While we were at the cemetery Richard Schaffer stopped by. He figured we must be Laffertys since he saw us taking pictures of the farm and then at the cemetery. He now owns all of the farm except for 14 acres where the house itself is located. We chatted for a few minutes and decided we had probably played together when we were kids.
We then drove through Cuba where we bought cheese, drove by the Briggs house on Orchard Street and our house on Hill Street, then over the hill past West Clarksville where Aunt Ruth lived, and on to Obi where we stopped at the West Genessee Cemetery to visit Dad's grave along with G and G Briggs and all the Friar clan.
Then, after a stop for lunch at the Cuba McDonalds (I know!!!), we drove to Corning where we met Michele Widener (Greg's daughter who is going to USC) who drove down from Rochester to tour the Glass Museum and Glass Works with us. It has changed a lot since the last time I was there and is much larger. It took longer than we expected, so after calling Dale we decided it was just going to be too late to get together with his clan this evening. Karen was driving up from Pittsburgh and would not be there until after 6 PM, and we would not get there until nearly 8, so we decided that it made more sense to just get together tomorrow instead. We plan to spend the whole day with Karen and Jen's family. We don't know exactly what we will do yet, but if you tune in later you will probably find out.
I'll put pictures on the gallery as soon as I find some time.
Monday, July 26, 2010
Our trip down through
The other thing we are dealing with here is toll roads. There are very few of them out west and in the south, and they are easy to avoid if you want to. In the east it is not so easy. If we were driving a car it might not be a big deal but most toll roads and bridges charge based on the number of axles. We have 5 axles, the same as an 18 wheeler. If we had been in a car the toll for the
Wednesday, July 21, 2010
We continued our trek eastward from Ishpeming and arrived in Sault Sainte Marie, MI after driving across the UP (Upper Penninsula) of Michigan through beautiful, green forests. The locals say that the only industries in the UP are prisons and tourists. It is a sportsman's paradise and very lightly populated. We set up camp in an RV park about one mile below the Soo locks, on the St. Mary's River where we had a closeup view of the freighters entering and leaving the locks on their way up and down the lake. Just a few hundred yards across the river is the city of Sault Sainte Maire, Ontario, Canada which is over four times the size of the American city with the same name.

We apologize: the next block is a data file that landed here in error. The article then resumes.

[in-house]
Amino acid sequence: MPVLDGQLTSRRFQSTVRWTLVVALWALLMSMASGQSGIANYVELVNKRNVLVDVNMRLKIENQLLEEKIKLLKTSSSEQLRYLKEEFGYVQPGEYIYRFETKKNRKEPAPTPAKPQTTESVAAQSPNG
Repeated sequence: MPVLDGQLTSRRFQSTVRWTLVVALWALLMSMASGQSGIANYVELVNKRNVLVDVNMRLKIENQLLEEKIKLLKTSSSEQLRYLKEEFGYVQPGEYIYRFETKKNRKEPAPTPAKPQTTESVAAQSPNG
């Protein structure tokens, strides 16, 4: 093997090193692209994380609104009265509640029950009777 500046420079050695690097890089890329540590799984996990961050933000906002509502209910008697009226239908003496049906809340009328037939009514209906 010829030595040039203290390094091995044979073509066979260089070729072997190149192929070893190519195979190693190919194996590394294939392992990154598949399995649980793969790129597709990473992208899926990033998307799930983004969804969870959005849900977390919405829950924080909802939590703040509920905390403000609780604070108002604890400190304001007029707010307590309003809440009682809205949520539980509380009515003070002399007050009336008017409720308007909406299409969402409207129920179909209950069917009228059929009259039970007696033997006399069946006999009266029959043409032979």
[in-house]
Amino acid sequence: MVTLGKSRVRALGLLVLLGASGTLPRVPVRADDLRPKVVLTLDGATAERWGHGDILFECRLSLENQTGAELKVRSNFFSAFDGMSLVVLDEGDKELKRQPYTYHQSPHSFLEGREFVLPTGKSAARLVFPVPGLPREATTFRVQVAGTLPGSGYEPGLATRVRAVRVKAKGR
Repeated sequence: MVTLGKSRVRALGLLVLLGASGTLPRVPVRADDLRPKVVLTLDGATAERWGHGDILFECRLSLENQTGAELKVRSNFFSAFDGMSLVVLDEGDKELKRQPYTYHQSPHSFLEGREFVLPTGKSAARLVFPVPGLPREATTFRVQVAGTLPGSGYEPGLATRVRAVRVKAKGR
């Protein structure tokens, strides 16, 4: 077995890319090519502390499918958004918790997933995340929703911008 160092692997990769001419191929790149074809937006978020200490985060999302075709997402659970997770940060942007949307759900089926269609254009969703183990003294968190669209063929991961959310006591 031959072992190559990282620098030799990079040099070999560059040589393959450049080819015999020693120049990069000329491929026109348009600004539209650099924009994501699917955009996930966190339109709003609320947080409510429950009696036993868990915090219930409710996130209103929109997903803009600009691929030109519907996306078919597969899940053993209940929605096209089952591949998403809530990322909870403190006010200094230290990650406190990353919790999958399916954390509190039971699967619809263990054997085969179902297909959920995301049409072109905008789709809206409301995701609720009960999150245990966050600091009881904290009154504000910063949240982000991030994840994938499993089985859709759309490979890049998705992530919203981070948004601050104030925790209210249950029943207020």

We had a nasty storm blow through during the evening so our only adventure was a walk south along the river for about 3/4 of a mile. Tuesday morning we began our touristy activities by taking a boat tour. The tour took us through the locks to the Superior side where we also cruised by a huge steel plant on the Canadian side. There are two locks on the American side and two on the Canadian, but the Canadian ones are being replaced by one larger one, so all traffic has to use the American side now. We passed a freighter headed down the lake that was exiting the locks as we went in. It was being restocked by a supply ship while underway. As we exited the locks on the way back we passed another freighter, the Mesabi Miner, just preparing to enter upstream. The Mesabi Miner was the same ship we had watched pass under the lift bridge leaving Duluth just a few days earlier. It had made its delivery and was on its way back north for another load.
If you are interested in the history of the locks you can Google it, but the quick version is that the rapids prevented ships from venturing between Lake Huron and Lake Superior until the locks were built in 1855. They have been rebuilt several times as ships have grown in size. The locks raise or lower boats 21 feet. Traffic was heaviest during WWII, and has actually declined in recent years as ships have gotten larger and since we have stopped shipping so much grain to Russia. There is an average of one ship through the locks every one and a half hours.